Theatre Review

'Barbeque' with a twist at Epic


Who would have the courage to take a bizarre play with a twist I defy you to figure out until the final moments and set it outside in October? Kevin Broccoli, of course.

Epic Theatre’s Artistic Director has taken Robert O’Hara’s comedy-with-a-message and set it in a patio behind Artists’ Exchange at 50 Rolfe St. in Cranston, where the setting is a public park.

Two families – one white and one black – have gathered around picnic tables and grills for the purpose of creating an intervention for one of their addicted siblings. We watch the (dare I say) white trash family as they prepare a festive party atmosphere to lure their sister, Barbara, aka Zippity Boom, into their web to convince her to go to rehab in Alaska. We even see people arrive in cars, something you can’t do on a stage.

The scene shifts from stage right to stage left, where a black family is involved in a similar venture. They are dressed in similar attire and share similar dialogue, although with a different vernacular.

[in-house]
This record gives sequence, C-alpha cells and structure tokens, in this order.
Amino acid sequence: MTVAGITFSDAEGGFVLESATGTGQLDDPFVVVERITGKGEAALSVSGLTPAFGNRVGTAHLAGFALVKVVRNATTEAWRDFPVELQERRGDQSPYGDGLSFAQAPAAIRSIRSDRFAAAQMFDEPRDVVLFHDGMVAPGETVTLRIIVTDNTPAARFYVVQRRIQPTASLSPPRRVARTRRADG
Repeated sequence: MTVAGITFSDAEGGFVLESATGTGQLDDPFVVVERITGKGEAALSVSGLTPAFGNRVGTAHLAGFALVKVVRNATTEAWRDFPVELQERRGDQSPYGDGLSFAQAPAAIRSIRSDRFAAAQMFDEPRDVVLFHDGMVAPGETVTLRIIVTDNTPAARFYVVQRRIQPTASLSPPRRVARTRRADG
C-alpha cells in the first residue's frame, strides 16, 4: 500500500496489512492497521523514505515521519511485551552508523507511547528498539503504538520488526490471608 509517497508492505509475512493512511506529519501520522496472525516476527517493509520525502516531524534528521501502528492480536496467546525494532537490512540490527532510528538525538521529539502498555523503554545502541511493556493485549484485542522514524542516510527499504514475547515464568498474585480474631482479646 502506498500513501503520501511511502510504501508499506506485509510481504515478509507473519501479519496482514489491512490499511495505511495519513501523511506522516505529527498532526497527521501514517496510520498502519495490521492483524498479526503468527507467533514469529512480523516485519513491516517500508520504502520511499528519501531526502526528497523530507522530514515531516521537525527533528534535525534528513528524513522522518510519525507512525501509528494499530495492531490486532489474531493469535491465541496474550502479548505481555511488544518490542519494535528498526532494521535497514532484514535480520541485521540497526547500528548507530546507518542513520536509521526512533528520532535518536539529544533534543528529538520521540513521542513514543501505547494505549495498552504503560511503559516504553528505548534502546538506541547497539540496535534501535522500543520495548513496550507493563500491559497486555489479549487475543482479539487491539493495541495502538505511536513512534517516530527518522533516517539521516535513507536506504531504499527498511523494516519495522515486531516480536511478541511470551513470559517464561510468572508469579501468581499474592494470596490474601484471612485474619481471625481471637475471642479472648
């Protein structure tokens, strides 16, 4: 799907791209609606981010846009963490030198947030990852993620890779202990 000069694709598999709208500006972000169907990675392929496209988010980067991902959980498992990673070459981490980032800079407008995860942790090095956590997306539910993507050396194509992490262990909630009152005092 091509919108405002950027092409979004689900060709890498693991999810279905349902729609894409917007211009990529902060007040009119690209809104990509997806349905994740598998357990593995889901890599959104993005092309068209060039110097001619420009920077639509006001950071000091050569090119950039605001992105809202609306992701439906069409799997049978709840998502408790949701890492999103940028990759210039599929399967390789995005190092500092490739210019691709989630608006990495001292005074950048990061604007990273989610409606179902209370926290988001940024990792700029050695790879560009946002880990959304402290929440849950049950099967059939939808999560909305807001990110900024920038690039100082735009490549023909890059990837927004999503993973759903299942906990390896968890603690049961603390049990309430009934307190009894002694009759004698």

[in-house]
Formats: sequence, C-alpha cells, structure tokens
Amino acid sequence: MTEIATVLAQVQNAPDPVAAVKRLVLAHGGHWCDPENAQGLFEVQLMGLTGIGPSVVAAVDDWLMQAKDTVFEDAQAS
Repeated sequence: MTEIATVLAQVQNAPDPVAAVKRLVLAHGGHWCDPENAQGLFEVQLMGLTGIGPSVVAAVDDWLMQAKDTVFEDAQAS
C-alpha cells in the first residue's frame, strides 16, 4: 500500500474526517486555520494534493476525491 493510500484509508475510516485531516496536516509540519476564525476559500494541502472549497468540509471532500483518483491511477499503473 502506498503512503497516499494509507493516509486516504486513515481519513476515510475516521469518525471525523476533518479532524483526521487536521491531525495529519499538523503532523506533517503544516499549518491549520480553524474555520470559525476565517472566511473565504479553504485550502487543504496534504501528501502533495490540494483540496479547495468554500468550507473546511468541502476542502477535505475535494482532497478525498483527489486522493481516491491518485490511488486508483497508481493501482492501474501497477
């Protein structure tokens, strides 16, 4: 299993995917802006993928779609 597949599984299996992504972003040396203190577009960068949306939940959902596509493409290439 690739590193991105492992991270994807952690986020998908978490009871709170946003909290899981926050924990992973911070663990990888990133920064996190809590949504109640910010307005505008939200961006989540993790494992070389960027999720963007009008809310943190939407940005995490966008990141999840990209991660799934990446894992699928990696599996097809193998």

What the heck is going on? The scene ends with two words that may give you a clue, but probably only in retrospect.

The second act opens with two women sitting on their respective picnic tables. They are both in rehab. One has written her memoirs, while the other has agreed to play her in a movie she is sure will win her an Oscar.

The raucous comedy of the first act suddenly becomes quite serious.

Where is this all going?

To tell you where it goes would be to spoil a very clever twist and a powerhouse ending to this unusual, sometimes fragmented play, but once you are there, you’ll get it.

“Barbecue” is an interesting way to approach racial issues, drug abuse and dysfunctional families. Brava to director Tammy Brown for taking this play and adding some realism and snappiness to it. While you may be overwhelmed at times, stick with it. You should be surprised and satisfied at the end.

The 10-member cast does a great job in creating somewhat stereotypical families, while Kelly McCabe and Angelique Dina have their chances to shine as the two Zippity Booms. You may even recognize the voice of Ricardo Pitts-Wiley in the hilarious closing scene. Be warned that there is profanity.

And if you think this setting is bizarre, Broccoli has his next play set at an indoor pool.

“Barbeque” continues through October 21. While we saw the play on an unusually warm night, you may need a jacket if the weather turns.

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